The University of Tennessee Research Foundation (UTRF) is working with researchers at a National Science Foundation (NSF) Engineering Research Center (ERC) to help commercialize the next wave of innovations that promise to transform our country’s power grid. The Center for Ultra-Wide-Area Resilient Electric Energy Transmission Networks (CURENT) was established in 2011 to study the challenges facing the power grid and to develop solutions for a more reliable and resilient electric transmission system.
One of five ERCs nationwide that focus on energy and infrastructure, CURENT is the first and only ERC devoted to power transmission. As the electric utility industry shifts away from fossil fuels and toward renewable sources of energy, there is a need to identify how this change impacts our current electric power system and what can be done to meet future power needs. CURENT’s vision is to develop a fully monitored and dynamically controlled nationwide transmission grid that is more efficient, secure, and reliable; lower in cost, and better able to accommodate renewable energy sources.
CURENT is a collaborative effort between academia, industry, and the national laboratories that is jointly funded by NSF and the U.S. Department of Energy (DOE), with annual funding of $4 million. The ERC is headquartered at the University of Tennessee (UT) and has three additional academic partners: Northeastern University, Rensselaer Polytechnic Institute, and Tuskegee University. CURENT’s industry members work closely with its leadership to provide input on research activities, which are organized around four areas: monitoring, modeling and estimation, control, and actuation. A central driver of CURENT’s research efforts is the large-scale system testbed and hardware testbed, which together enable researchers to emulate the power grid.
Just seven years old, CURENT is already a highly regarded innovation leader. To date, 33 technologies have been disclosed to UTRF; 12 patent applications have been filed with the U.S. Patent and Trademark Office and five more applications are being drafted, and two commercialization agreements have been executed. UTRF works with CURENT researchers to facilitate the licensing and patent application processes and build relationships with industry members interested in their technology.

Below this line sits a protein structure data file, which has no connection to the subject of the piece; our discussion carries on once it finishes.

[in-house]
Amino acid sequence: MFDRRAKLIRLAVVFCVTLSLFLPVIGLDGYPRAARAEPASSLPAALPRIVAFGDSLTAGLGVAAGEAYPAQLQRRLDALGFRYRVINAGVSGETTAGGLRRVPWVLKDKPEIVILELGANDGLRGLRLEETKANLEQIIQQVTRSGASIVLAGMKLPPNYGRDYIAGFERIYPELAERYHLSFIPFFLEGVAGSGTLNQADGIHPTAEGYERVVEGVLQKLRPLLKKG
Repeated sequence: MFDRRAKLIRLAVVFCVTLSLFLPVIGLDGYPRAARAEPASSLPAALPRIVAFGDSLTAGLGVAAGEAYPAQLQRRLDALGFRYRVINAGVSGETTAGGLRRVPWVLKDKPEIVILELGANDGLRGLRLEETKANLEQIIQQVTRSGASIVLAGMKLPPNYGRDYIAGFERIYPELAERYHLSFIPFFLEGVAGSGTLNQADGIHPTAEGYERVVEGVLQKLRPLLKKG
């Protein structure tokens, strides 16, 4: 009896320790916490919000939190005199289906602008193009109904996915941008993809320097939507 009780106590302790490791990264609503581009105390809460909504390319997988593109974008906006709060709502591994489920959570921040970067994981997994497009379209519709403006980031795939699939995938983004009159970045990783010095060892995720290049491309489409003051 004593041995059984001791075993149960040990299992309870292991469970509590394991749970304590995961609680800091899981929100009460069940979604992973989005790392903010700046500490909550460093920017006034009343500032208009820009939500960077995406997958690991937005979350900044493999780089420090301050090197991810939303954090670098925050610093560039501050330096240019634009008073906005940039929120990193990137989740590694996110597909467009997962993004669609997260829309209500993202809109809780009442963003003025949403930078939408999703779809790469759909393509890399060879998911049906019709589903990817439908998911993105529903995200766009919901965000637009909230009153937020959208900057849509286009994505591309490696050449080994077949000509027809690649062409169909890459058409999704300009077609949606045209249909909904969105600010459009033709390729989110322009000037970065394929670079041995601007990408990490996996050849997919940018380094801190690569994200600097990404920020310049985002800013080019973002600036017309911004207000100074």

“CURENT is leading the way in research on our nation’s electric transmission system and having this ERC at UT shows we are a leader in power systems research,” says Lisa Beard, CURENT Industry Liaison Officer. “Our work is drawing faculty and students to UT and attracting funding from sources beyond NSF and DOE. In 2017 alone, CURENT was able to leverage $4 million in research funding in addition to $4 million in core research funding.”
CURENT Deputy Director Dr. Yilu Liu is one of the more prolific inventors at the Center. Her innovations include low-cost sensor networks for electric grids and new concepts in visualizing the behavior of grids and how they react to natural phenomena. Dr. Liu has developed a simplified way of modeling large grids as equivalent transfer functions, which has dramatically reduced the computational burden for real-time look-ahead simulations. She is also the inventor of FNET, a low-cost, deployable GPS-synchronized wide-area frequency monitoring network and situational awareness system that can detect power grid disturbances a thousand miles away.
“The inventors that UTRF works with at CURENT are developing technologies that ensure the future power grid will be more flexible, secure, resilient, and interconnected,” says UTRF Licensing Associate, Dr. Andreana Leskovjan. “Their innovations also promise to change how we use power in everyday applications. We are excited to continue our support of CURENT and to see how their inventions will shape our future power needs.”
One of the most recent technologies to emerge from CURENT was developed by CURENT Technical Director Dr. Fred Wang and his students. This device, a sensor designed to measure emerging wide bandgap (WBG) semiconductor characteristics, was a collaboration between Dr. Wang and CURENT industry member Keysight Technologies. The sensor is smaller and faster than similar devices currently on the market, making it a better fit for WBG semiconductors. UTRF executed a license agreement with Keysight Technologies in November 2017, and a patent application was filed in December 2017.
Other research projects being conducted at CURENT include finding the best way to utilize and control renewable energy sources on the power grid, modeling and control of new types of loads, grid data analytics and physical-cyber security, and electrified transportation.